These are polarizing times. Opinions become hardline stances and it can be difficult to see past the opinion and see the human behind it. I believe that we, as divinely loved children, should be on the front lines, making overtures of kindness. We need to be initiating and drawing others into safe places of conversation, listening to the stories of those different than us. There is a time to debate and there is a time where the grandest gesture is to sit at the table and pray that God would open our eyes to see His beloved.
We can follow and unfollow anyone we want on social media. We can listen to news sources that confirm our bias. It is easier to push away any opinions that differ from our own, than to actually sit with it. I read an article recently that said people are more likely to disagree with a written statement, than they would be if they heard the actual words coming from someone’s mouth. As important as the written word is, we cannot see the person’s expressions or hear their heart as clearly as when we are right there with them. I’m not saying it is always easier or that we always agree, but so much can be misunderstood in writing. It’s one reason that, although I really don’t like talking on the phone, sometimes I get so fed up with miscommunication through text (What did he really mean by that? Ooh, wait, how did that come across?) that I have to pick up the phone to clear it up.
This idea of an overture, of initiating those conversations, has been made clearer to me the last few years. Back in 2004, my oldest brother came out as gay. I was just wrapping up my first year in Mongolia when I received the email. It was such a vast array of emotions, the biggest one being deep grief at how things would never be the same between us. The summer before I left, we had spent basically all our time together. Christopher had always been a kindred spirit and best friend. I knew going back, that my family life would be completely different, that my parents would be wrestling with how to respond. I didn’t even know myself how to act around him now.
I wish I could say that we handled it perfectly. We didn’t. There was much hurt and the relationship felt broken and possibly too wounded to repair. How could we reconcile our beliefs with his lifestyle? In a way, being overseas made it a bit easier. I could go on with life and not think about it too much. But it wasn’t okay. My brother was estranged from our family. There was anger and bitterness that we did not know what to do with. And so we did what many “good” families do in these situations—nothing.
Fast forward ten years. My husband and I had just moved back to the United States, and it felt like ignoring the issues was no longer going to work. Not knowing if my other family members would be supportive or not, I flew out to New York City to spend the weekend with Christopher and his husband. I didn’t know what I would say or do. I didn’t know how he would act. Once we got past the initial awkwardness of not having seen each other in years, we sat down for supper at a Korean BBQ and he just started talking–about the hurt and the pain that he had experienced, about our response. And it was hard.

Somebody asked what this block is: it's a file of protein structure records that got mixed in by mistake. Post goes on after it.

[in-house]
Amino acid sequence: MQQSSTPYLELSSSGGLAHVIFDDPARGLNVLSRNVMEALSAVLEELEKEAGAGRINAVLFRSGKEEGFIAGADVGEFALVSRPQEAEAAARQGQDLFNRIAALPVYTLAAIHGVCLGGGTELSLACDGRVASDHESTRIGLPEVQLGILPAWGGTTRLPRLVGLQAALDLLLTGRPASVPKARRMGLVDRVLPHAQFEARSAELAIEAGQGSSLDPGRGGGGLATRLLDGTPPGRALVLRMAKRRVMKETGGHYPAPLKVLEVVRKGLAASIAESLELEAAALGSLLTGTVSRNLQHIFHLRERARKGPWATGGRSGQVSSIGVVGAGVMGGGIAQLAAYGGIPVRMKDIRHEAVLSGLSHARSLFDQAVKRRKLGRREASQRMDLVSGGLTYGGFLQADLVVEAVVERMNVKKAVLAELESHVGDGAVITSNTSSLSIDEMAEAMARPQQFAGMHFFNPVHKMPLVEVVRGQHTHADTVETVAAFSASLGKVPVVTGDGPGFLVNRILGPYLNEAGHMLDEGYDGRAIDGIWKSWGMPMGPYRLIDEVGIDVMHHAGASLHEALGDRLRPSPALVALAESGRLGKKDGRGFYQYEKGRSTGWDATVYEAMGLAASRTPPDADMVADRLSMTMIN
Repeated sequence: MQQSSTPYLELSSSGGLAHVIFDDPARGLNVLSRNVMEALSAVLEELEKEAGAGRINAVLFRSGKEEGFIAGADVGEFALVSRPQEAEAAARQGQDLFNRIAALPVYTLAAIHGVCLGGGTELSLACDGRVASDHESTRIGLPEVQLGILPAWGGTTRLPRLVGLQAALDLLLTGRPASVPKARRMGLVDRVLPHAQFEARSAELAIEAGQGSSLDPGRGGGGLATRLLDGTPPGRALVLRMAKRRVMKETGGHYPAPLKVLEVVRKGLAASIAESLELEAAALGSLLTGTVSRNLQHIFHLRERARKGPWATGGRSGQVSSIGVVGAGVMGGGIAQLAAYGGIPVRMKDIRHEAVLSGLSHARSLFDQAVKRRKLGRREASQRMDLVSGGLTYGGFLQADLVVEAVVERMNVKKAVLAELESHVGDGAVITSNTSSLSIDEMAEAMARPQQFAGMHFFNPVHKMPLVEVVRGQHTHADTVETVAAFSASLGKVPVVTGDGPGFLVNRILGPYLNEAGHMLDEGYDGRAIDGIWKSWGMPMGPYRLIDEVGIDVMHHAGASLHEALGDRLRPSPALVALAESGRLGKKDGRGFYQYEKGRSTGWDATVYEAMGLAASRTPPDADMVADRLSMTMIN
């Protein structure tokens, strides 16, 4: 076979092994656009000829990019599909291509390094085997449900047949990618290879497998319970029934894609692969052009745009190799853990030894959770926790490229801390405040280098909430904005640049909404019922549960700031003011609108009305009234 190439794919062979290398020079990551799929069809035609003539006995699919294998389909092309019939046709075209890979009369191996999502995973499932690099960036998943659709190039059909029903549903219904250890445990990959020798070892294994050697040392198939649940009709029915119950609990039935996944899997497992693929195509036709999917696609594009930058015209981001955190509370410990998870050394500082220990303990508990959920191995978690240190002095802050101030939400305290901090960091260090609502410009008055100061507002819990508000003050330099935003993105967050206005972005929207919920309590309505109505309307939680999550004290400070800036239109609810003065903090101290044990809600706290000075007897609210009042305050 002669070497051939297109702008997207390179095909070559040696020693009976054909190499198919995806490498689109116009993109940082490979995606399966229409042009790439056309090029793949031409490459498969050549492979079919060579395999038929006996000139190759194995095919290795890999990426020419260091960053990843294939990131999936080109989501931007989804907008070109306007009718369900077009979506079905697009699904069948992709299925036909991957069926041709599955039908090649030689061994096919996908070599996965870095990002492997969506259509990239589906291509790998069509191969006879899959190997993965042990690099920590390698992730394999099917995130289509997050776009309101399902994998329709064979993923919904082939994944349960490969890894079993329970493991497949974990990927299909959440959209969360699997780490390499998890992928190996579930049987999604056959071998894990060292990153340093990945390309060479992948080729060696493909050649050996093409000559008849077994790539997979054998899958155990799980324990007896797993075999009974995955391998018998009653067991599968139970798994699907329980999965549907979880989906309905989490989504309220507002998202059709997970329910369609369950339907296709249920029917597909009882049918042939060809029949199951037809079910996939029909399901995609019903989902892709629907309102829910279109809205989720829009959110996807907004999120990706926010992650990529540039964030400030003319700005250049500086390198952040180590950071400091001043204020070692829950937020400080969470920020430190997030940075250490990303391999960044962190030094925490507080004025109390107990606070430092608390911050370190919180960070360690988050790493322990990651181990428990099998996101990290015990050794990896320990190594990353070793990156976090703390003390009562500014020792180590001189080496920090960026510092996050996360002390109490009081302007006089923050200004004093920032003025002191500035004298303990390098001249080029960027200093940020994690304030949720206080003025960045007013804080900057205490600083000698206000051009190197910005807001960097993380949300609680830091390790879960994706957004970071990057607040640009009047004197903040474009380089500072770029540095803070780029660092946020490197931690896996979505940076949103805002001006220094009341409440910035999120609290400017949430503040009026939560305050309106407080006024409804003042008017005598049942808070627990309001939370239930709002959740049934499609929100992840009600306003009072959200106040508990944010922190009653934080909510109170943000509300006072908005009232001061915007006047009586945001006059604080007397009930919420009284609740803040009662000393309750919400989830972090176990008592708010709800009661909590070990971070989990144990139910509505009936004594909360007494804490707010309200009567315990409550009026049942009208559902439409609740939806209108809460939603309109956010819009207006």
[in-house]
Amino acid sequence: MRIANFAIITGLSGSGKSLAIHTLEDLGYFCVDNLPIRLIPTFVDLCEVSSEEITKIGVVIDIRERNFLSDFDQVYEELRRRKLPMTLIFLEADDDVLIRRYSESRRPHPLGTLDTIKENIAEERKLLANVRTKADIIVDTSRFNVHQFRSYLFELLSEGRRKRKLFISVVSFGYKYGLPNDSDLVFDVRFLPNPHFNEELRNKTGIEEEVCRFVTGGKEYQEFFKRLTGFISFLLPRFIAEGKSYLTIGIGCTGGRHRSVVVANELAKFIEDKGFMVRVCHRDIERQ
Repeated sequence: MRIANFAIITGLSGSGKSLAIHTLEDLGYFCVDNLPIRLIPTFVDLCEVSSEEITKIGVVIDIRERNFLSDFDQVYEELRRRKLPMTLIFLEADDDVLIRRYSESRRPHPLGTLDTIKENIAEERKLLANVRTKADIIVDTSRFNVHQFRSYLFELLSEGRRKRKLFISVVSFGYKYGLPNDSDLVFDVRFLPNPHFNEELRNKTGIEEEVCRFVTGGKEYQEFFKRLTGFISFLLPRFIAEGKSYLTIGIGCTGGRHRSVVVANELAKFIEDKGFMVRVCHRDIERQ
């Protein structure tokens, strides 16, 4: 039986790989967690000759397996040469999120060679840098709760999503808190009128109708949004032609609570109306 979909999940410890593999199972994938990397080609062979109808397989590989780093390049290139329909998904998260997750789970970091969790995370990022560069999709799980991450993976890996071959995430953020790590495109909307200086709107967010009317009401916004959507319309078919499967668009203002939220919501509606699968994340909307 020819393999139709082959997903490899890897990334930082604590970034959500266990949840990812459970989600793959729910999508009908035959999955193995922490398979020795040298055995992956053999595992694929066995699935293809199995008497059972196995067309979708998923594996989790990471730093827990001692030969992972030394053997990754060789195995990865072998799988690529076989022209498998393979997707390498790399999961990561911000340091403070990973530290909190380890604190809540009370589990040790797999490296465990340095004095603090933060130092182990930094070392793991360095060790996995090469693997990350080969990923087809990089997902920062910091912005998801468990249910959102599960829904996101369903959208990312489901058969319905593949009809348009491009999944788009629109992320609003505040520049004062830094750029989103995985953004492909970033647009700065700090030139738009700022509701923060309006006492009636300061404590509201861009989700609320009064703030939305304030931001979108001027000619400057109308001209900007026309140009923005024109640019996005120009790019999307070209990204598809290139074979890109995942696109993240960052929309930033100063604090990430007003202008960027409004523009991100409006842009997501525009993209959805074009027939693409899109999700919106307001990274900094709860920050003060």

And then he said something that completely floored me.
He said, “You know, Danielle. I know what you think, and I know what you believe. But it means so much to me that you would come here.” And that’s when it clicked for me. Of course he knew how important my faith was to me. But what he didn’t know was how much I loved him. That one moment changed the trajectory of our relationship once again. I was free to love him. So simple, right? But sometimes so hard to get to that point.
This past fall after years of not being home, Christopher walked into our home with his husband and their daughter. My parents and my other brother’s family and my family still hold fast to the doctrinal truths of Scripture, but we have been freed up to love in ways that seemed impossible fifteen years ago. We finally have a family picture with every single family member in it, and I cannot begin to tell you how huge that is. It brings me to tears.
And so I want to encourage you today. Maybe you are known for your strong faith, but are you also known for your love? Are you known to be a bridge for those who need someone to fill that gap? Who can you sit down at the table with today?
“If I speak in the tongues of men and of angels, but have not love, I am a noisy gong or a clanging cymbal. And if I have prophetic powers, and understand all mysteries and all knowledge, and if I have all faith, so as to remove mountains, but have not love, I am nothing. If I give away all I have, and if I deliver up my body to be burned, but I have not love, I gain nothing.” I Corinthians 13:1-3